It must be the most famous question in literary history.
“What’s in a name?”
Practically every article ever written about names has been headlined by Juliet’s speculation in Shakespeare’s play ‘The most excellent and lamentable tragedy of Romeo and Juliet’. There’s no other quotation that is so universally recognized, nor so widely misconstrued.
Taken on face value, Juliet’s view about names is clear enough. Names, she seems to say, are artificial and meaningless conventions; they are merely labels we attach to things and of no significance in themselves. After all, a rose by any other name…you can finish the line.
And so confusion begins. The words are commonly ascribed to Shakespeare in that they are said to represent his sentiments about names. It has to be remembered he wrote them for Juliet – an infatuated, lovelorn 13-year-old girl in hopeless denial. They are her words, not Shakespeare’s. Taken out of their dramatic context the significance of her words is lost.
Far from being the dismissive “so what” observation about names it is usually taken for, Juliet’s question goes to the very core of Shakespeare’s most poignant tragedy.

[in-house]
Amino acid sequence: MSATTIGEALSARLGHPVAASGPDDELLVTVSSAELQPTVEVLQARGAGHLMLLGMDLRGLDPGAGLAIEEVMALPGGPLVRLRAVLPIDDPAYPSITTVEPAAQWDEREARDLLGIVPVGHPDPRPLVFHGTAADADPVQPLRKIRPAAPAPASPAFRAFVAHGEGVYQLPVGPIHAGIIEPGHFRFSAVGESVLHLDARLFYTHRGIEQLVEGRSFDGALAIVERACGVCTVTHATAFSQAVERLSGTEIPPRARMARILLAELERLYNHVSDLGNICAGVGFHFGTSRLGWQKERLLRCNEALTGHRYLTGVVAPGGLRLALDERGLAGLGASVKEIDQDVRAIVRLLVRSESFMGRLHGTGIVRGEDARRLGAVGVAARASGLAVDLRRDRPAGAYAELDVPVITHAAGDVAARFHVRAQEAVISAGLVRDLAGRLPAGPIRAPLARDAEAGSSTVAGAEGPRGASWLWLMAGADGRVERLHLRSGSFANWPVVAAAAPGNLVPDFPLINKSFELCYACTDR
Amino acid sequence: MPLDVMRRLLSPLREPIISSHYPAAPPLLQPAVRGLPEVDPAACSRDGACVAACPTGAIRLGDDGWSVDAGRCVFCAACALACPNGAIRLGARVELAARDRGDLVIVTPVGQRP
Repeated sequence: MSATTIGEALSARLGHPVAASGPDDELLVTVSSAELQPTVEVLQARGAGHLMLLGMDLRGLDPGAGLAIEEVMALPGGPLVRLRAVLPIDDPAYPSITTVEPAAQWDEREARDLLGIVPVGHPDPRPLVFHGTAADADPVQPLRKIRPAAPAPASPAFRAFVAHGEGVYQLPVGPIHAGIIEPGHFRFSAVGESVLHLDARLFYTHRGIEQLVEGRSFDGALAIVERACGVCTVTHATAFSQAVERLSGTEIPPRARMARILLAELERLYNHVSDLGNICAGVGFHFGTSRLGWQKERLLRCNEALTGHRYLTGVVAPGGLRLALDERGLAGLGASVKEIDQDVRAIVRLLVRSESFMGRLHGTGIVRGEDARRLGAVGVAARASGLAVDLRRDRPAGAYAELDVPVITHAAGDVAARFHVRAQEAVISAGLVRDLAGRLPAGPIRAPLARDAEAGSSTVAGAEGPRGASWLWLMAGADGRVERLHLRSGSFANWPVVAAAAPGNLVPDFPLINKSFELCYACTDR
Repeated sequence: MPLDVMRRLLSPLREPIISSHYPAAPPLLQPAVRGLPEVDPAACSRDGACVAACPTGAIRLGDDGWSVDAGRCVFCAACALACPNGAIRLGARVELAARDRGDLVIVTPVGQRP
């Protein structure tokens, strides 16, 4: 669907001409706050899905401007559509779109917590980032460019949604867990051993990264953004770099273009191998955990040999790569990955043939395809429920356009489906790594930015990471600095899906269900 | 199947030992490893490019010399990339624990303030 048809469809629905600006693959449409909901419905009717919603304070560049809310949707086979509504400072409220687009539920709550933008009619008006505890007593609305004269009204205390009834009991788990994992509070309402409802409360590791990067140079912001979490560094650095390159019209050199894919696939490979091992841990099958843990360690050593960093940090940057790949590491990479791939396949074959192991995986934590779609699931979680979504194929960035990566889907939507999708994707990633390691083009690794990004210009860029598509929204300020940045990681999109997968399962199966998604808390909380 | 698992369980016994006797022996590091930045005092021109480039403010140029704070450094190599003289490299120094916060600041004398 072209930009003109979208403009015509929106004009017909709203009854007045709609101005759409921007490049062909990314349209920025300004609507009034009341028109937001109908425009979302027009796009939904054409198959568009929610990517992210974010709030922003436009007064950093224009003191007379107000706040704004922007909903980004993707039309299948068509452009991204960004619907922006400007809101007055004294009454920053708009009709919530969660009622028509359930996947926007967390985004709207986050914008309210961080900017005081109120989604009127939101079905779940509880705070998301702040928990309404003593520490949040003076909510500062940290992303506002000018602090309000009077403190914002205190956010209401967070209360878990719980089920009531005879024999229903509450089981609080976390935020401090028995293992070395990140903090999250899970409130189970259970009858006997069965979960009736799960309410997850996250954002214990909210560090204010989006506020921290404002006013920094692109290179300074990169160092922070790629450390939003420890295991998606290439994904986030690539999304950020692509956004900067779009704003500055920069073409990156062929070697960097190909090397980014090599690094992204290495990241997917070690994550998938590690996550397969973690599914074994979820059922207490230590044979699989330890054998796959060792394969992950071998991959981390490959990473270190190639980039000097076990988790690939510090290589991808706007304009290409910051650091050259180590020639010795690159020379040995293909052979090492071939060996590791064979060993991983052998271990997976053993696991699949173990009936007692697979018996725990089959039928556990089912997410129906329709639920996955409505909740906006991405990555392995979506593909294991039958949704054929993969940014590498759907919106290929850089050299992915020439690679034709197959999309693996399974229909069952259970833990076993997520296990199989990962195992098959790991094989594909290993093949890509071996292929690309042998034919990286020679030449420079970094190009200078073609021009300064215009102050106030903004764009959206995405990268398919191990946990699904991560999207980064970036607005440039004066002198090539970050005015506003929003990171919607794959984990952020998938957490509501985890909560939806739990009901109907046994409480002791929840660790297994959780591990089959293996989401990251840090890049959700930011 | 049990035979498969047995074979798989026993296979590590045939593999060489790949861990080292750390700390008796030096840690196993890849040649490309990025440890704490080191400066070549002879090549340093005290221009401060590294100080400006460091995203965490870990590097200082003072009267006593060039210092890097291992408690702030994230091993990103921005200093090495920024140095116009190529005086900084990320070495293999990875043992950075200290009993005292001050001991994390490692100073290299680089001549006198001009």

It is a defiantly futile challenge to fate from a desperate young girl.
Juliet and her lover Romeo are tormented by their names; their love is thwarted by a bitter feud between their families, the Capulets and the Montagues.
Not surprisingly then, Juliet is completely obsessed with names. Immediately before she utters her famous line she says to Romeo: ‘Tis but thy name that is my enemy; and pleads with him: “O, be some other name!”
The immutable fact of their names and Juliet’s headstrong defiance of their explosive significance is a dramatic device used by Shakespeare to ratchet up the play’s narrative tension. Juliet’s astoundingly naive question signals to the audience that our young heroine is heedless of the disaster that is so clearly hurtling towards her.
What’s in a name? For Juliet, anguish and death; for Shakespeare, the essence of a tragedy; for businesses, as we shall discuss, consequences no less dramatic for those who fall victim to the Juliet syndrome and take names lightly.
Vice President Hubert Humphrey put it well: “In real life, unlike in Shakespeare, the sweetness of the rose depends upon the name it bears. Things are not only what they are. They are, in very important respects, what they seem to be.”